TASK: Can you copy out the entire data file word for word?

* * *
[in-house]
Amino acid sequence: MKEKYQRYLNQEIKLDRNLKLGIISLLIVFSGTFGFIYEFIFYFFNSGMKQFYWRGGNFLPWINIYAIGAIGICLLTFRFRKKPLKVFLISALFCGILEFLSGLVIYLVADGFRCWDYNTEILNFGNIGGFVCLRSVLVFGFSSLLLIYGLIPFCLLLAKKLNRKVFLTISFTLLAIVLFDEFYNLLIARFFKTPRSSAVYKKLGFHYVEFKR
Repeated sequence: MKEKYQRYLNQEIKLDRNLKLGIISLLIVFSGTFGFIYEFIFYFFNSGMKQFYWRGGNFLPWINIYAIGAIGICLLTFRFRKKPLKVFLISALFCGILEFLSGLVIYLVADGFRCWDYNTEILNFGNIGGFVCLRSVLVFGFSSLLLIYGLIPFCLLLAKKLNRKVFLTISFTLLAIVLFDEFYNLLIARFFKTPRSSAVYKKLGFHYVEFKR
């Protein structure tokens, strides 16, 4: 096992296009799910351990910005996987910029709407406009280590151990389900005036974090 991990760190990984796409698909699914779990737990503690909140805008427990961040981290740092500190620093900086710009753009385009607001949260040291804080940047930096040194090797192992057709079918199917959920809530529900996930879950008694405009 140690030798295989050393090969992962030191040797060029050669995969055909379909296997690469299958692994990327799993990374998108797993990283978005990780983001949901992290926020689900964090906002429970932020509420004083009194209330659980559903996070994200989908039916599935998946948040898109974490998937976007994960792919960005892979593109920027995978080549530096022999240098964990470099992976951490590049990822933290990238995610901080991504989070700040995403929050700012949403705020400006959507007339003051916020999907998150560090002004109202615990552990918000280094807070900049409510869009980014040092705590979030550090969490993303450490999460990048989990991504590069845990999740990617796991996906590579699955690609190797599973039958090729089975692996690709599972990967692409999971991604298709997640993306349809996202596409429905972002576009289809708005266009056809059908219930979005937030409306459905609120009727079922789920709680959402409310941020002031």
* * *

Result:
[in-house]
Amino acid sequence: MKEKYQRYLNQEIKLDRNLKLGIISLLIVFSGTFGFIYEFIFYFFNSGMKQFYWRGGNFLPWINIYAIGAIGICLLTFRFRKKPLKVFLISALFCGILEFLSGLVIYLVADGFRCWDYNTEILNFGNIGGFVCLRSVLVFGFSSLLLIYGLIPFCLLLAKKLNRKVFLTISFTLLAIVLFDEFYNLLIARFFKTPRSSAVYKKLGFHYVEFKR
Repeated sequence: MKEKYQRYLNQEIKLDRNLKLGIISLLIVFSGTFGFIYEFIFYFFNSGMKQFYWRGGNFLPWINIYAIGAIGICLLTFRFRKKPLKVFLISALFCGILEFLSGLVIYLVADGFRCWDYNTEILNFGNIGGFVCLRSVLVFGFSSLLLIYGLIPFCLLLAKKLNRKVFLTISFTLLAIVLFDEFYNLLIARFFKTPRSSAVYKKLGFHYVEFKR
């Protein structure tokens, strides 16, 4: 096992296009799910351990910005996987910029709407406009280590151990389900005036974090 991990760190990984796409698909699914779990737990503690909140805008427990961040981290740092500190620093900086710009753009385009607001949260040291804080940047930096040194090797192992057709079918199917959920809530529900996930879950008694405009 140690030798295989050393090969992962030191040797060029050669995969055909379909296997690469299958692994990327799993990374998108797993990283978005990780983001949901992290926020689900964090906002429970932020509420004083009194209330659980559903996070994200989908039916599935998946948040898109974490998937976007994960792919960005892979593109920027995978080549530096022999240098964990470099992976951490590049990822933290990238995610901080991504989070700040995403929050700012949403705020400006959507007339003051916020999907998150560090002004109202615990552990918000280094807070900049409510869009980014040092705590979030550090969490993303450490999460990048989990991504590069845990999740990617796991996906590579699955690609190797599973039958090729089975692996690709599972990967692409999971991604298709997640993306349809996202596409429905972002576009289809708005266009056809059908219930979005937030409306459905609120009727079922789920709680959402409310941020002031």